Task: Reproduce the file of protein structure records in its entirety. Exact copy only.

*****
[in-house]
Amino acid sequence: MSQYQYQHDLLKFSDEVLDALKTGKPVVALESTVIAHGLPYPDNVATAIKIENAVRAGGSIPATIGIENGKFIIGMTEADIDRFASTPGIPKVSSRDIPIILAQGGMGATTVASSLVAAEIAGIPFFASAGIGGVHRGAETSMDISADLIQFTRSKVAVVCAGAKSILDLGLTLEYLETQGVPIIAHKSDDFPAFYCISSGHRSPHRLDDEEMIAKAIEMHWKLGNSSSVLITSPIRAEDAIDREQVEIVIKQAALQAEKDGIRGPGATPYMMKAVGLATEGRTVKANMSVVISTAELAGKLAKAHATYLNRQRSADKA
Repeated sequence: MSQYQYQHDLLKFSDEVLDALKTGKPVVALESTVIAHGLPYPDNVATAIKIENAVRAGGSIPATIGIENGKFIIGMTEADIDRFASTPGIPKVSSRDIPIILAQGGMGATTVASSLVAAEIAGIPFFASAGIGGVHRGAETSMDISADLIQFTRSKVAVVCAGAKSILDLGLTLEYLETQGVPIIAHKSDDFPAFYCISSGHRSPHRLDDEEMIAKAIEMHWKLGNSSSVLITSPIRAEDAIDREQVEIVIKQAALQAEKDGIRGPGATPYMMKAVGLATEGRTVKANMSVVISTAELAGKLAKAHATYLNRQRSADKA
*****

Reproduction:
[in-house]
Amino acid sequence: MSQYQYQHDLLKFSDEVLDALKTGKPVVALESTVIAHGLPYPDNVATAIKIENAVRAGGSIPATIGIENGKFIIGMTEADIDRFASTPGIPKVSSRDIPIILAQGGMGATTVASSLVAAEIAGIPFFASAGIGGVHRGAETSMDISADLIQFTRSKVAVVCAGAKSILDLGLTLEYLETQGVPIIAHKSDDFPAFYCISSGHRSPHRLDDEEMIAKAIEMHWKLGNSSSVLITSPIRAEDAIDREQVEIVIKQAALQAEKDGIRGPGATPYMMKAVGLATEGRTVKANMSVVISTAELAGKLAKAHATYLNRQRSADKA
Repeated sequence: MSQYQYQHDLLKFSDEVLDALKTGKPVVALESTVIAHGLPYPDNVATAIKIENAVRAGGSIPATIGIENGKFIIGMTEADIDRFASTPGIPKVSSRDIPIILAQGGMGATTVASSLVAAEIAGIPFFASAGIGGVHRGAETSMDISADLIQFTRSKVAVVCAGAKSILDLGLTLEYLETQGVPIIAHKSDDFPAFYCISSGHRSPHRLDDEEMIAKAIEMHWKLGNSSSVLITSPIRAEDAIDREQVEIVIKQAALQAEKDGIRGPGATPYMMKAVGLATEGRTVKANMSVVISTAELAGKLAKAHATYLNRQRSADKA